Increasing LNG Carrier Cargo Capacity
The current cargo capacity of 138,000 cubic meter can be increased substantially when the engineroom bulkhead and the aft cofferdam are moved further aft. Changing the overall length or the draft is not recommended, as some major LNG ports have size restrictions. Changing these parameters would impair the flexibility of the vessel. Gas turbine propulsion will allow a rearrangement of the engineroom, since the gas turbine is much smaller than the steam turbine and its steam boilers.
Moving the ER bulkhead aft from frame 71 to frame 45 extends the cargo hold by 20.8 meter. If the gain in gargo hold length is distributed over the four cargo tanks, an increase of 19,000 cubic meter in cargo capacity can be realised. The advantage of this version of the LNG carrier is that it can accommodate both gas turbine electric and gas turbine mechanical drive. The hull form does not have to be changed, so the redesign costs are minimal.
A total rearrangement of the LNG carrier would yield even better results. Cargo capacity would increase by 24,000 cubic meter over the standard design, while the increase thermal efficiency of the combined cycle gas turbine power plant brings fuel cost down by 40%. Increased propulsion efficiency from the podded drive system would bring fuel consumption down even further. Newbuiding cost can be reduced because of the simplified construction of the aft ship, without complex curves around the propeller boss.
In order to show the true revenue making potential of gas turbine driven LNGC alternatives, they have to be compared with the current state-of-the-art conventional LNGC. First of all, on the basis of many contact with the LNG shipping community the most likely LNGC configuration was selected on the basis of technological merits.
Initially, calculations showed the gas turbine electric podded drive LNGC to have the best revenue making capacity, with its high cargo capacity and highly efficient propulsion system. However, in the light of recent events involving podded drive failures, it seems that the reliability of these systems does not yet comply with the requirements of the LNG shipping industry.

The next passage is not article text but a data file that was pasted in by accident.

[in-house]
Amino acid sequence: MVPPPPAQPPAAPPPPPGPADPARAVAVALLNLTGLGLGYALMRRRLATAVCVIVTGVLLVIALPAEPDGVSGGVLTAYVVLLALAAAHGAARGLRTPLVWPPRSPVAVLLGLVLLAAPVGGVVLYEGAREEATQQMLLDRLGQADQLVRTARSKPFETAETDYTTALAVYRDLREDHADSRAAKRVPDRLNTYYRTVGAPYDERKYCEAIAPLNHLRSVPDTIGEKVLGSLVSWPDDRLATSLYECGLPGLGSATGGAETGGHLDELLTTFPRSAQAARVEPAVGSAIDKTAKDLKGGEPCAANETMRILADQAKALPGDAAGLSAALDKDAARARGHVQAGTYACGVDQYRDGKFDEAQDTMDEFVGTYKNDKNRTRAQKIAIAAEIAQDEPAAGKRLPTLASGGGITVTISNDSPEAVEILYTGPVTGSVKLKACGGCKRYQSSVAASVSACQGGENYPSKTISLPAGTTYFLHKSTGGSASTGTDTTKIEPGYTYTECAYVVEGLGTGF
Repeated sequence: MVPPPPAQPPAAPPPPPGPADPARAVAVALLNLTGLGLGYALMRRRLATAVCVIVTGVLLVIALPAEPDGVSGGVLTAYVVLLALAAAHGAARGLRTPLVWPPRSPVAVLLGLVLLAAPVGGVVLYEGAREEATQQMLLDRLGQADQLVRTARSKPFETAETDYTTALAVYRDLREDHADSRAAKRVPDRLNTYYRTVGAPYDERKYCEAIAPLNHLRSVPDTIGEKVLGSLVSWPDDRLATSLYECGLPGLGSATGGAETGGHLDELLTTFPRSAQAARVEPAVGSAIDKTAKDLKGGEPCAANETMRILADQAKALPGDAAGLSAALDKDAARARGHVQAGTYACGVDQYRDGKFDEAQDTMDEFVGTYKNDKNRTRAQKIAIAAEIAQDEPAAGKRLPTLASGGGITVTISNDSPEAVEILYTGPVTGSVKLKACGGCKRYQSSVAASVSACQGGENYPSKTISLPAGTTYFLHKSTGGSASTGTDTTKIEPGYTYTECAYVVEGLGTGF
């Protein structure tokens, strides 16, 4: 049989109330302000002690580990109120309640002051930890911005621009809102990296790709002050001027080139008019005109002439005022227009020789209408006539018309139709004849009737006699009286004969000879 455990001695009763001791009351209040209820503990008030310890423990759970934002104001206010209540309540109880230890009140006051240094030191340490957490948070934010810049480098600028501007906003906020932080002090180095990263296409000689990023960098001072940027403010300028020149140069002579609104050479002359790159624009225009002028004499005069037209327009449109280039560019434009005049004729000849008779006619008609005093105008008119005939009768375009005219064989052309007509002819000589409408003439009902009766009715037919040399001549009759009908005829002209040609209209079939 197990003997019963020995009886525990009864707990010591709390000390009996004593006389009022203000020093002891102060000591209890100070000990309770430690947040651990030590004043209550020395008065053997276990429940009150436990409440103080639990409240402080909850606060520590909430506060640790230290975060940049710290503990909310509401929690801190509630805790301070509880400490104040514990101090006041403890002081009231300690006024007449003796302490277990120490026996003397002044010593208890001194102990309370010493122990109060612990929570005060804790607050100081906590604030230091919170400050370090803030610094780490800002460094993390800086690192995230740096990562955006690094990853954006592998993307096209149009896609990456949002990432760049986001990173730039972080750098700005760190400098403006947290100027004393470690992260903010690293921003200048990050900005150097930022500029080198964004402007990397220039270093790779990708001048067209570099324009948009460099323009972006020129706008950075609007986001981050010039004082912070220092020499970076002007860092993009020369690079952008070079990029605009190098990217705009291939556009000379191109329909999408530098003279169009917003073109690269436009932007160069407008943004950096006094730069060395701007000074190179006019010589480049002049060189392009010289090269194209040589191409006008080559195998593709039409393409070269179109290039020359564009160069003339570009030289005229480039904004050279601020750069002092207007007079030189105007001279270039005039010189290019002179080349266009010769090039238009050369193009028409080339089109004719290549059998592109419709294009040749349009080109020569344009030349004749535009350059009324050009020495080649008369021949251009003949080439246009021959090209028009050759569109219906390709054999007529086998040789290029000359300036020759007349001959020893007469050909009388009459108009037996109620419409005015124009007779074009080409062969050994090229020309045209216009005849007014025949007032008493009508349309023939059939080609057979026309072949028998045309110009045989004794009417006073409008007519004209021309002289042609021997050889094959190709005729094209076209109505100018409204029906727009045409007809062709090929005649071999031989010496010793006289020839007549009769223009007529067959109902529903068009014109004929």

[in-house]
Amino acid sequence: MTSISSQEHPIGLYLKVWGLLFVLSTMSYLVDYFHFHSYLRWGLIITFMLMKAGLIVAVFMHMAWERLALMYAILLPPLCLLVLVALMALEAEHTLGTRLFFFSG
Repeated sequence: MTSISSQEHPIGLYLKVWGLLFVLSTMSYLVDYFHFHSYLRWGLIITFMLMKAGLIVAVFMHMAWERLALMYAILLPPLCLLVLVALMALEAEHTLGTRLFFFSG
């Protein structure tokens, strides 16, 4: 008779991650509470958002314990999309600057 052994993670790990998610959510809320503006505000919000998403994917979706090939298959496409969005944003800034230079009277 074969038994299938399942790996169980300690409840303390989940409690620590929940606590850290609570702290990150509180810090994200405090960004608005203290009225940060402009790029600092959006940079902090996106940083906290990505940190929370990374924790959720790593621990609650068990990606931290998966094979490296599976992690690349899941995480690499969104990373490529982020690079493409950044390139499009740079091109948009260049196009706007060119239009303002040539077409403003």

The next best alternative, the gas turbine mechanical drive LNGC offers unsurpassed thermal efficiency and high cargo capacity. However, the durability of the reduction gear, clutches and reversing gear for the FPP in commercial marine application is as yet unknown. Some owners have voiced objections to an alternative equipped with a CPP, citing its slightly lower propulsion efficiency.
The gas turbine electric drive LNGC combines excellent thermal efficiency and high cargo capacity, paired with the use of proven technology in the power train. Electric drive systems have gained some acceptance within the LNG shipping community, as illustrated by the order for one 74,000 cubic meter diesel-electric drive LNGC at Chantiers de l'Atlantique last year. Reliability, redundancy and revenue are the key words to this propulsion alternative.
To check the economic viability of the gas turbine electric drive LNGC, a cost calculation model has been designed using a range of input parameters to calculate long run economic performance under differing circumstances and on different trading routes. Three LNG trades are simulated; the short trade (Algeria - France), the medium trade (Trinidad - Spain) and the long trade (Qatar - Korea/Japan). Two different liquid fuel price levels, representing the extremes of the last ten years, have been used to check the survivability of the gas turbine drive alternatives in changing economic circumstances.
Six different aero-derivative gas turbines configuration have been selected to take part in the comparison, making this study the first full-scale performance comparison of all major aero-derivative gas turbine makes for commercial marine propulsion.
There are a number of preliminary conclusion to be drawn:
Additional calculations show that, under certain circumstances, it is economically feasible to re-engine a conventional LNGC with a gas turbine electric drive power plant incorporating gas turbine types GT1, GT2, GT3 or GT6, even if the cargo capacity is not increased. However, the conversion should take place early in the charter for the conversion to be profitable and the vessel will not have the same flexibility and high ROI as LNGCs especially designed to exploit the benefits of gas turbine propulsion to the maximum.
The case for gas turbine electric drive LNGCs is very strong:
With the LNG shipping market heading for a change, operating margins will come under pressure. Gas turbine driven LNG carriers provide a substantial increase in revenue at lower costs. Why not invest in a much more efficient vessel, when it doesn't cost more than a conventional vessel?
MPT Consultancy can assist you in the design, specification and construction of the next generation of LNG carriers.
More information on the gas turbine types and configurations can be obtained from MPT Consultancy. Please contact:
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